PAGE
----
Government restrictions on religion have increased worldwide over the past decade but particularly in Europe, a new study by the Pew Research centre has found.
The Washington-based think-tank surveyed 198 countries for its latest annual report into religious restrictions and found that over the decade between 2007-2017, laws, policies and actions by state officials that restrict religious beliefs and practices have increased "markedly".
It highlighted that although religious restrictions remain higher in the Middle East-North Africa region, the biggest increases over the last decade have been in Europe and in sub-Saharan Africa.
It flagged, for instance, the growing number of European governments placing limits on Muslim women's dress. In 2007, there were five countries reported to have such restrictions in Europe, by 2017, that number had quadrupled to 20.
France implemented a ban on full-face coverings in 2011, while in Bosnia-Herzegovina, employees of judicial institutions are prohibited from wearing "religious insignia" at work, including headscarves.
The number of European governments interfering in worship or other religious practices has also risen. The report noted in Germany and Slovenia, Muslim and Jewish groups protested against authorities describing child circumcision for nonmedical reasons as assault or criminal offence.
Meanwhile, a new law in Hungary implemented in 2012 changed the registration process for religious groups and deregistered more than 350 groups, "adversely affecting their finances and the ability to offer charitable social services," the report said.
Pew also flagged Spain as having experienced the largest increases in its score for government limits on religious activity. Catalonia introduced bans on the burqa and niqab, while religious groups such as Latter-day Saints and Jehovah's Witnesses have faced restrictions on public preaching and proselytising.
Secularism vs religion
French sociologist Jean-Paul Willaime said these results did not mean the Old Continent was becoming more intolerant towards religion.
"There is a paradox: while European societies are very secular and have a growing number of people declaring themselves to be without religion, more and more legislation is being passed to regulate religious practices," he told Euronews.
"We have gone from religion by inheritance to religion by choice, with religious people now forming more practising and engaged minorities."
Some of these minorities and "their intransigence with respect to the norms and practices of their religion," he added, "call into question the strict neutrality of the State."
"In response, this provokes secular intransigence. Hence the renewed search for a balance between religious freedom and other freedoms."
This analysis was echoed by Francois Foret, professor of political science at Cevipol, who told Euronews that this legislation stems from the mutating role of religion in society.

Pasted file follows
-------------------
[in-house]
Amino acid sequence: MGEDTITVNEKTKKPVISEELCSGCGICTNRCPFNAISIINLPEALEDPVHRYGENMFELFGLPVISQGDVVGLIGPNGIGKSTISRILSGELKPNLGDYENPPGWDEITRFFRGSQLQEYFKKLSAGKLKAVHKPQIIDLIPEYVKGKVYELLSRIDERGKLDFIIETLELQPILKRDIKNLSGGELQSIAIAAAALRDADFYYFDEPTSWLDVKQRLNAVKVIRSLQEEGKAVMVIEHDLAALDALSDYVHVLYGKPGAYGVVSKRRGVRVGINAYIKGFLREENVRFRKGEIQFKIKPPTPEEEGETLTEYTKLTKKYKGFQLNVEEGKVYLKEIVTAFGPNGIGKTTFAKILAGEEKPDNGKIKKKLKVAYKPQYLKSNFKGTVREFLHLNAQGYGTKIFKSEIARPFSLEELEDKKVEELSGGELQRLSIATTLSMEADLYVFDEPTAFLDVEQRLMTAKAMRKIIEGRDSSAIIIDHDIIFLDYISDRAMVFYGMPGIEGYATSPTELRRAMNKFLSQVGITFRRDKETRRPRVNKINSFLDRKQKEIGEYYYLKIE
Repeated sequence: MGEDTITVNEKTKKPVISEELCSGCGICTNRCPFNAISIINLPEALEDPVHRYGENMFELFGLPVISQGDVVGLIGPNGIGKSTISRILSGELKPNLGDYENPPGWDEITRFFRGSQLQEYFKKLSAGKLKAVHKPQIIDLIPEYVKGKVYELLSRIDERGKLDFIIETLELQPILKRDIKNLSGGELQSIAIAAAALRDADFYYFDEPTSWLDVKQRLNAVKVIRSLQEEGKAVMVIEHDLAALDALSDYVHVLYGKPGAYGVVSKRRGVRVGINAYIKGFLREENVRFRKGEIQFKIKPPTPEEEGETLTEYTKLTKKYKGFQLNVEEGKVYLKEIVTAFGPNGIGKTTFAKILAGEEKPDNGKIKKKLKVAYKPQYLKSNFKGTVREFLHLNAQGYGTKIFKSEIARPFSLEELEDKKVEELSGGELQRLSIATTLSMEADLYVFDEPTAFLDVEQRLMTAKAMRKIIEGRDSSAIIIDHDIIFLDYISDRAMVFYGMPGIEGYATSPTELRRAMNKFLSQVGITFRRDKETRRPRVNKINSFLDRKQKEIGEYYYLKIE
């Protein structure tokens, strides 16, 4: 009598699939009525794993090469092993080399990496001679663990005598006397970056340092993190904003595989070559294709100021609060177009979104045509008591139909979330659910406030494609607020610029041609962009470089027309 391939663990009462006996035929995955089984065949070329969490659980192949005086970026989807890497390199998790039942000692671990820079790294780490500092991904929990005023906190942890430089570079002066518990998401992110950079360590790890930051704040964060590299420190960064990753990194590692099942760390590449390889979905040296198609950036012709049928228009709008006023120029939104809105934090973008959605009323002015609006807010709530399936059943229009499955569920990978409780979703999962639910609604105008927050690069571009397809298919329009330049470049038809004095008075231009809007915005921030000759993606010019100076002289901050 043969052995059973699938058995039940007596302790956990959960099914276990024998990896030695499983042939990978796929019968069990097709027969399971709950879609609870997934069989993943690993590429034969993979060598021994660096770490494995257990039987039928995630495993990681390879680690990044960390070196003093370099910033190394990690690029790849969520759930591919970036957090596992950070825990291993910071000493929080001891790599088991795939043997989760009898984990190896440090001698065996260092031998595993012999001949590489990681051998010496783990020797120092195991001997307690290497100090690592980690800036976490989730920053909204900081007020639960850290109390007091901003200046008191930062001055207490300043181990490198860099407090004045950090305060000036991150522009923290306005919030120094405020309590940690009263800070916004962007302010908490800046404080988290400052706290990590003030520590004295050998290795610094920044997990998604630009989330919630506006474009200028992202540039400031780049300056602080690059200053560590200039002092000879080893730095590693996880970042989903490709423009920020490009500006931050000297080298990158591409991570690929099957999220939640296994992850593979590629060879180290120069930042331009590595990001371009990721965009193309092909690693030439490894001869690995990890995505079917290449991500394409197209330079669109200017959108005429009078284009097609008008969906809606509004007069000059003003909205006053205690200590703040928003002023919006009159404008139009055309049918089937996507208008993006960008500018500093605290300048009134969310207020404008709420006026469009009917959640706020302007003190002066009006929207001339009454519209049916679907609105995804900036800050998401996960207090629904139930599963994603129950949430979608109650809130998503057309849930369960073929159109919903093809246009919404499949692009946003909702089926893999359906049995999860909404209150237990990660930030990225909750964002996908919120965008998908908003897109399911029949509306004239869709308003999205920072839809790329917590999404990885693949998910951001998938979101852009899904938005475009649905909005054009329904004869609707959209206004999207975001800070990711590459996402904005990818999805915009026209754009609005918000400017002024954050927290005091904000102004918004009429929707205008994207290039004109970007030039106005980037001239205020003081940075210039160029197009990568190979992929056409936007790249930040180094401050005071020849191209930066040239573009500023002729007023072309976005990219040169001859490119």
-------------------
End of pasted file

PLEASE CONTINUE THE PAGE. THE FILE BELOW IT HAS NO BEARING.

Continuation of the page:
Religion in Europe has been relegated to culture and "hollowed of its authority to become a mere expression of identity and memory," he said.
As such, policies "deal with religion as a risk, with the double purpose to monitor and repress “bad religion” — counter-radicalization, de-radicalization — and to encourage “good religion” — to produce counter-narratives, to mobilize religious civil society."
But policies are not the only problems flagged by the Pew study. Social hostilities related to religious norms also rose dramatically in Europe.
Four countries in 2007 reported having individuals or groups who used violence or the threat of violence to try and force others to accept their own religious practices and beliefs.
A decade later, there were 15 countries including the United Kingdom — where a Sunni Muslim man killed an Ahmadi Muslim shopkeeper because he had "disrespected the Prophet Muhammad".
Ukraine was also included in this list — in 2015, four Jehovah's Witnesses were beaten and held at gunpoint in the country until they declared Orthodox Christianity as the only true religion.
Germany was found to have the highest score measuring violence related to religious norms in 2017.
Sociologist Thomas Schirrmacher estimated in a US government report, cited in Pew's study, that thousands of conversions to Christianity in Germany were linked to the refugee crisis.
Religious groups reportedly used fear of deportation to promote conversions offering free lunch and transportation costs as incentives, according to the report.
Assaults on individuals have also increased with 25 European countries reporting such hostilities in 2017, compared to just six a decade earlier.
'Law not the best answer'
Willaime explained this, in part, by saying that the regular practice of religion is "often misunderstood or even equated with fanaticism" because it has become almost non-conformist to practice in Europe, where the majority of the population no longer does.
"Even more so if it results in specific clothing and food practices with high visibility," he continued.
Fort agreed, saying that the rise in violence "suggests that what is at stake is precisely the identity and memory dimension of religion, its symbolic function to draw the boundaries (...) between 'Us' (the Christians, the seculars, those who respect human rights, etc) and 'Them' (the Muslims, Jews, Atheists, the fundamentalists, etc)."
For him, the salience of religion in the public sphere and controversies about religious freedom are bound to increase due to globalisation and societies' pluralisation.
"Law may not be the best answer to cope with such challenges," he concluded.
Willaime, meanwhile, said that achieving a balance between religious freedom and respect for secularism should not lead to banning people from expressing their religion in the public sphere.
"It also means ensuring respect for the non-religious and prohibiting any unjustified capture of public space," he added.